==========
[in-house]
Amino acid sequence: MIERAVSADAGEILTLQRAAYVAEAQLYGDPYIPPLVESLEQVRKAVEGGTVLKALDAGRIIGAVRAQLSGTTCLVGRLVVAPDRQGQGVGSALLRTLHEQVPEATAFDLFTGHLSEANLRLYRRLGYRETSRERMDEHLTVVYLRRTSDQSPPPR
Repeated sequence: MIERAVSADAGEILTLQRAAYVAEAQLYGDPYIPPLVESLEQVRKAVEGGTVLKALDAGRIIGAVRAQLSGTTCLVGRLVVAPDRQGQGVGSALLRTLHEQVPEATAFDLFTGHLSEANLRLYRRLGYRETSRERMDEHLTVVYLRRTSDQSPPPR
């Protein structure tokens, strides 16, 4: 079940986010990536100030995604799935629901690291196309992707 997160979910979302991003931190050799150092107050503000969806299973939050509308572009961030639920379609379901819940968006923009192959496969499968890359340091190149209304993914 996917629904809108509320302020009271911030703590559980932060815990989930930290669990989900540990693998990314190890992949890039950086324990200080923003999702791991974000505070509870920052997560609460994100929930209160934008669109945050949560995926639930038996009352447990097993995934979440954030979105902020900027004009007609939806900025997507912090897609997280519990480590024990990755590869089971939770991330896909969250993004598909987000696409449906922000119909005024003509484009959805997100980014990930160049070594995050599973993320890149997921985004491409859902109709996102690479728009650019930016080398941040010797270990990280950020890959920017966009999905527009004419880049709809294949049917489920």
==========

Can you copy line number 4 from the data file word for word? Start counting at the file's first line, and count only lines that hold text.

């Protein structure tokens, strides 16, 4: 079940986010990536100030995604799935629901690291196309992707 997160979910979302991003931190050799150092107050503000969806299973939050509308572009961030639920379609379901819940968006923009192959496969499968890359340091190149209304993914 996917629904809108509320302020009271911030703590559980932060815990989930930290669990989900540990693998990314190890992949890039950086324990200080923003999702791991974000505070509870920052997560609460994100929930209160934008669109945050949560995926639930038996009352447990097993995934979440954030979105902020900027004009007609939806900025997507912090897609997280519990480590024990990755590869089971939770991330896909969250993004598909987000696409449906922000119909005024003509484009959805997100980014990930160049070594995050599973993320890149997921985004491409859902109709996102690479728009650019930016080398941040010797270990990280950020890959920017966009999905527009004419880049709809294949049917489920």